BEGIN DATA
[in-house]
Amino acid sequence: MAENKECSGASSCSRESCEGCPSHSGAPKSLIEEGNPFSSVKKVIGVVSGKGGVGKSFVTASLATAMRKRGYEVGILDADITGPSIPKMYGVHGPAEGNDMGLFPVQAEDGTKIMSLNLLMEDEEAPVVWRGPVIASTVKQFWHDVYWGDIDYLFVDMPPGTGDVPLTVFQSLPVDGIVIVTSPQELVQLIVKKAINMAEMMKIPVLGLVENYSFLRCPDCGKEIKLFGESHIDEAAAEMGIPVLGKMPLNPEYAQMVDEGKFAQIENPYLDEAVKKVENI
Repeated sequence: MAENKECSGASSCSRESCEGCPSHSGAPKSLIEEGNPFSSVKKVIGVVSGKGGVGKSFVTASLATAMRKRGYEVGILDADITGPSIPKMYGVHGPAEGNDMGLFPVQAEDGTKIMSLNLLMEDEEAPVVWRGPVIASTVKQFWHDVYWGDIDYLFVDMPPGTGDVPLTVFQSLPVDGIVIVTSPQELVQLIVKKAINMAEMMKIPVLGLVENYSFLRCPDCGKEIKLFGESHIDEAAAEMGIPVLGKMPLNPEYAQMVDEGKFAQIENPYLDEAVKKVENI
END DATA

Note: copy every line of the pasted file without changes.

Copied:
[in-house]
Amino acid sequence: MAENKECSGASSCSRESCEGCPSHSGAPKSLIEEGNPFSSVKKVIGVVSGKGGVGKSFVTASLATAMRKRGYEVGILDADITGPSIPKMYGVHGPAEGNDMGLFPVQAEDGTKIMSLNLLMEDEEAPVVWRGPVIASTVKQFWHDVYWGDIDYLFVDMPPGTGDVPLTVFQSLPVDGIVIVTSPQELVQLIVKKAINMAEMMKIPVLGLVENYSFLRCPDCGKEIKLFGESHIDEAAAEMGIPVLGKMPLNPEYAQMVDEGKFAQIENPYLDEAVKKVENI
Repeated sequence: MAENKECSGASSCSRESCEGCPSHSGAPKSLIEEGNPFSSVKKVIGVVSGKGGVGKSFVTASLATAMRKRGYEVGILDADITGPSIPKMYGVHGPAEGNDMGLFPVQAEDGTKIMSLNLLMEDEEAPVVWRGPVIASTVKQFWHDVYWGDIDYLFVDMPPGTGDVPLTVFQSLPVDGIVIVTSPQELVQLIVKKAINMAEMMKIPVLGLVENYSFLRCPDCGKEIKLFGESHIDEAAAEMGIPVLGKMPLNPEYAQMVDEGKFAQIENPYLDEAVKKVENI